Kiwi to the Core: The Faces of New Zealand

Despite New Zealand’s reputation as one of the world’s most scenic countries, the warm, hospitable people that live there provide all the more reason to visit.

New Zealand’s reputation as the most beautiful little corner of the world doesn’t come unwarranted. Though smaller in square miles than the state of Colorado, the geographic makeup of this isolated country in the South Pacific is just as striking, and more diverse. The snowcapped Southern Alps, cut with glacial valleys and alpine lakes, run 500 miles long; the perfectly flat Canterbury Plains form a pastoral patchwork of colors and textures; and the rough coastline of the western side of the country is among the most dramatic in the world, drawing millions of spectators a year. And this is just the South Island.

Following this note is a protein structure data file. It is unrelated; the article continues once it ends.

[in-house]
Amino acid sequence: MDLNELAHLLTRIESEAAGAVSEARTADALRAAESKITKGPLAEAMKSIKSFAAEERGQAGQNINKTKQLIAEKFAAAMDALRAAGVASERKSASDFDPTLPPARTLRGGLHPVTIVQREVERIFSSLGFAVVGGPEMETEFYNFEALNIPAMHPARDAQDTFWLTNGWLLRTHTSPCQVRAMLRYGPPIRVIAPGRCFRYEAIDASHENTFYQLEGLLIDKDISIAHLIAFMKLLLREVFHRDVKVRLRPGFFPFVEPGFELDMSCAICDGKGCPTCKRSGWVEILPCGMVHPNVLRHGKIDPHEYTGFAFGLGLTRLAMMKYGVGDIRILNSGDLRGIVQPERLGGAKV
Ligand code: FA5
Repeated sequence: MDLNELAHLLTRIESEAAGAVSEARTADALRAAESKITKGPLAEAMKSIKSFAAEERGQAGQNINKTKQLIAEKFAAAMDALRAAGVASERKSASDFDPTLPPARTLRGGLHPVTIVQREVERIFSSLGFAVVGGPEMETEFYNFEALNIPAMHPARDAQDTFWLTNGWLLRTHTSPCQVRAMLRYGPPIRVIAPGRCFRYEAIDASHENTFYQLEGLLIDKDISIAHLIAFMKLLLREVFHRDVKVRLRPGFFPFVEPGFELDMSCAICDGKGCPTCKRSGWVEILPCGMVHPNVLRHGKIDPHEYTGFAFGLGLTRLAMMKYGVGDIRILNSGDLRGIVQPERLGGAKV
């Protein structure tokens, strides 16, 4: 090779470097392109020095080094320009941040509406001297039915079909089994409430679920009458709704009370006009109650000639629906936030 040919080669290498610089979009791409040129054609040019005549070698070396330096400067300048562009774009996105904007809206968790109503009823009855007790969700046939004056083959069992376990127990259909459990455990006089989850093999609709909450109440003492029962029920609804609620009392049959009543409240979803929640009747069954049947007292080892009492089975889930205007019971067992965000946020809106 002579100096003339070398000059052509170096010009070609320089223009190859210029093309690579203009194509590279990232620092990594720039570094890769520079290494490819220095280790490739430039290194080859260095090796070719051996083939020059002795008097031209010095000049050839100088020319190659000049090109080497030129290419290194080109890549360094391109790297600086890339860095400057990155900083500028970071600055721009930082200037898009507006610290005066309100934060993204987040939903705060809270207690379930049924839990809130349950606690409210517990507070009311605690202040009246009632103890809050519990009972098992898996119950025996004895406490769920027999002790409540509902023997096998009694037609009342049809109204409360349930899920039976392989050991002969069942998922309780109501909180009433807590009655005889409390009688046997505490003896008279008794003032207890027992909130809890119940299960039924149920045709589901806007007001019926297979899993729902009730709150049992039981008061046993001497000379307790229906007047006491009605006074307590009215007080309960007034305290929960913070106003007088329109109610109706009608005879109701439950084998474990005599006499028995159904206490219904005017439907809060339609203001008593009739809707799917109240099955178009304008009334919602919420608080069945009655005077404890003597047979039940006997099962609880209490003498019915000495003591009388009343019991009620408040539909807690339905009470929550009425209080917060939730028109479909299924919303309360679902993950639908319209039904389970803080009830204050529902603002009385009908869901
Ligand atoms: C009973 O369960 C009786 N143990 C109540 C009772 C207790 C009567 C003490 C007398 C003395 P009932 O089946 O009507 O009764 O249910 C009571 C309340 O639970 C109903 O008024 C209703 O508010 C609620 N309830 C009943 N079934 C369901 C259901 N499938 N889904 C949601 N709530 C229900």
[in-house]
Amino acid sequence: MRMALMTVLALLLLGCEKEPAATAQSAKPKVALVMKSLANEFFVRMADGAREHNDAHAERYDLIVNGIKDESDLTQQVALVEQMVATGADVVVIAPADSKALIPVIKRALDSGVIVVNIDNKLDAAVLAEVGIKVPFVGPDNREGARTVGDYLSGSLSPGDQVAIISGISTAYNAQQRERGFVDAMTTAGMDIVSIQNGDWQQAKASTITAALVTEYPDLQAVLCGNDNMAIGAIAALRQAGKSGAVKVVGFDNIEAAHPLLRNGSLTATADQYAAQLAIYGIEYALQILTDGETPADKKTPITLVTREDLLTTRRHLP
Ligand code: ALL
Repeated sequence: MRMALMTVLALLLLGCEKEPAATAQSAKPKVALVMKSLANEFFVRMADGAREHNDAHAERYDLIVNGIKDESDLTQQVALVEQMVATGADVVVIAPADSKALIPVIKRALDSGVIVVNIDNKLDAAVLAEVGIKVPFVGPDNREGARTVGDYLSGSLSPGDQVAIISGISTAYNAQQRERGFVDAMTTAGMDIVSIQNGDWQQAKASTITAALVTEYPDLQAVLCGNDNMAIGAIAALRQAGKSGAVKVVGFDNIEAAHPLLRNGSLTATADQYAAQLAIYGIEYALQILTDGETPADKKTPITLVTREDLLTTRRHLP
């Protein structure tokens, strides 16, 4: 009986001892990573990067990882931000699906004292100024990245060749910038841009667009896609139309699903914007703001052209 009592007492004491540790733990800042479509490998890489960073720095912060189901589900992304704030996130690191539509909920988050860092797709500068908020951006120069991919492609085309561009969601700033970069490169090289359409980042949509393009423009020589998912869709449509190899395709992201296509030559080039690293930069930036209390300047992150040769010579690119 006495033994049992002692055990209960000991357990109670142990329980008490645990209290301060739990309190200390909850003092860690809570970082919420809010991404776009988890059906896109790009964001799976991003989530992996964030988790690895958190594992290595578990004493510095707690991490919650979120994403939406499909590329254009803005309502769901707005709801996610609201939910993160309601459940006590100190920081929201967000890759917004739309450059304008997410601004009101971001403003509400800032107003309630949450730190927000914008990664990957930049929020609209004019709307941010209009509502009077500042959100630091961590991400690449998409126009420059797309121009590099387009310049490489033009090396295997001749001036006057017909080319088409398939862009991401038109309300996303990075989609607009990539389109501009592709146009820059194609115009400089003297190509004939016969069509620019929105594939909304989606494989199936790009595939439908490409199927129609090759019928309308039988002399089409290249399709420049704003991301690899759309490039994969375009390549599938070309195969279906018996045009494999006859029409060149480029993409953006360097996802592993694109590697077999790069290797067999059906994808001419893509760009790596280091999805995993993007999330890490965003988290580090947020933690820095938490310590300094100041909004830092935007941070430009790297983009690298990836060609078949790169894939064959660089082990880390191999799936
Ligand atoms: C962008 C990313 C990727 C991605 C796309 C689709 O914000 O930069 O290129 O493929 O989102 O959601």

But it’s surprising the things you remember from a short sojourn through a country — the memories left over, long after a return flight home. In our case, though the fjords and star-covered skies were precious and stunning, it was the faces we met and the friends we made that gave color to the shape and personality of “Lands Afar“.

We find ourselves home now, still asking: What makes a Kiwi? But there’s always some trouble in trying to define the personality of a people at large. Pay New Zealand a visit and you might be tempted to say that its locals are a proud bunch, coming into their own as a country — confident in spirit, style and flavor. At times, they’re aggressive on the road, and also highly opinionated. But you might notice too that they’re happy and hospitable, and as casual as they come over a well-cooked meal, along with most other facets of life. How does one become Kiwi to the core? We’re still scratching our heads. Whatever it is, we can say that New Zealand is an easy place to fall in love with. And the individuals that live there are much of the reason why.

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